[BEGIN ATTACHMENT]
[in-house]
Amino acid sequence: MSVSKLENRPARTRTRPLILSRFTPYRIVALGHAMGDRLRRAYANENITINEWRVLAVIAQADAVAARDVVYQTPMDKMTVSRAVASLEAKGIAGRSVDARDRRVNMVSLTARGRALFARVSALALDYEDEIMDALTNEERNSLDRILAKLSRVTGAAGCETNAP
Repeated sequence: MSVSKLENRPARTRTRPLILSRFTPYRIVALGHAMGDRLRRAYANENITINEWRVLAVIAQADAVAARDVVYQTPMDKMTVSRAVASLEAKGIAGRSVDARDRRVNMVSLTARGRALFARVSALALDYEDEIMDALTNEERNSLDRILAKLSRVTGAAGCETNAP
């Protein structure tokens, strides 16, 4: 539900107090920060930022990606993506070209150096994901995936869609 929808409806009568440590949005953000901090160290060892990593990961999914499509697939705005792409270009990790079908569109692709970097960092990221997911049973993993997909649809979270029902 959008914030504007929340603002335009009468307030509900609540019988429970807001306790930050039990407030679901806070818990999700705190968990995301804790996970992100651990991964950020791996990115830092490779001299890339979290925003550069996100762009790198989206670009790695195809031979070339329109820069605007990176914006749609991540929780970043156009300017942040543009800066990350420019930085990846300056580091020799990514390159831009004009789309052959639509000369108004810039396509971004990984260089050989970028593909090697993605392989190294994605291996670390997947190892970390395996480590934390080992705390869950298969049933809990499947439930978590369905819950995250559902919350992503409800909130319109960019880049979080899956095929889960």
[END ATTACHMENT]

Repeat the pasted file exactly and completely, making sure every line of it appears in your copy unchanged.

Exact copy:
[in-house]
Amino acid sequence: MSVSKLENRPARTRTRPLILSRFTPYRIVALGHAMGDRLRRAYANENITINEWRVLAVIAQADAVAARDVVYQTPMDKMTVSRAVASLEAKGIAGRSVDARDRRVNMVSLTARGRALFARVSALALDYEDEIMDALTNEERNSLDRILAKLSRVTGAAGCETNAP
Repeated sequence: MSVSKLENRPARTRTRPLILSRFTPYRIVALGHAMGDRLRRAYANENITINEWRVLAVIAQADAVAARDVVYQTPMDKMTVSRAVASLEAKGIAGRSVDARDRRVNMVSLTARGRALFARVSALALDYEDEIMDALTNEERNSLDRILAKLSRVTGAAGCETNAP
């Protein structure tokens, strides 16, 4: 539900107090920060930022990606993506070209150096994901995936869609 929808409806009568440590949005953000901090160290060892990593990961999914499509697939705005792409270009990790079908569109692709970097960092990221997911049973993993997909649809979270029902 959008914030504007929340603002335009009468307030509900609540019988429970807001306790930050039990407030679901806070818990999700705190968990995301804790996970992100651990991964950020791996990115830092490779001299890339979290925003550069996100762009790198989206670009790695195809031979070339329109820069605007990176914006749609991540929780970043156009300017942040543009800066990350420019930085990846300056580091020799990514390159831009004009789309052959639509000369108004810039396509971004990984260089050989970028593909090697993605392989190294994605291996670390997947190892970390395996480590934390080992705390869950298969049933809990499947439930978590369905819950995250559902919350992503409800909130319109960019880049979080899956095929889960």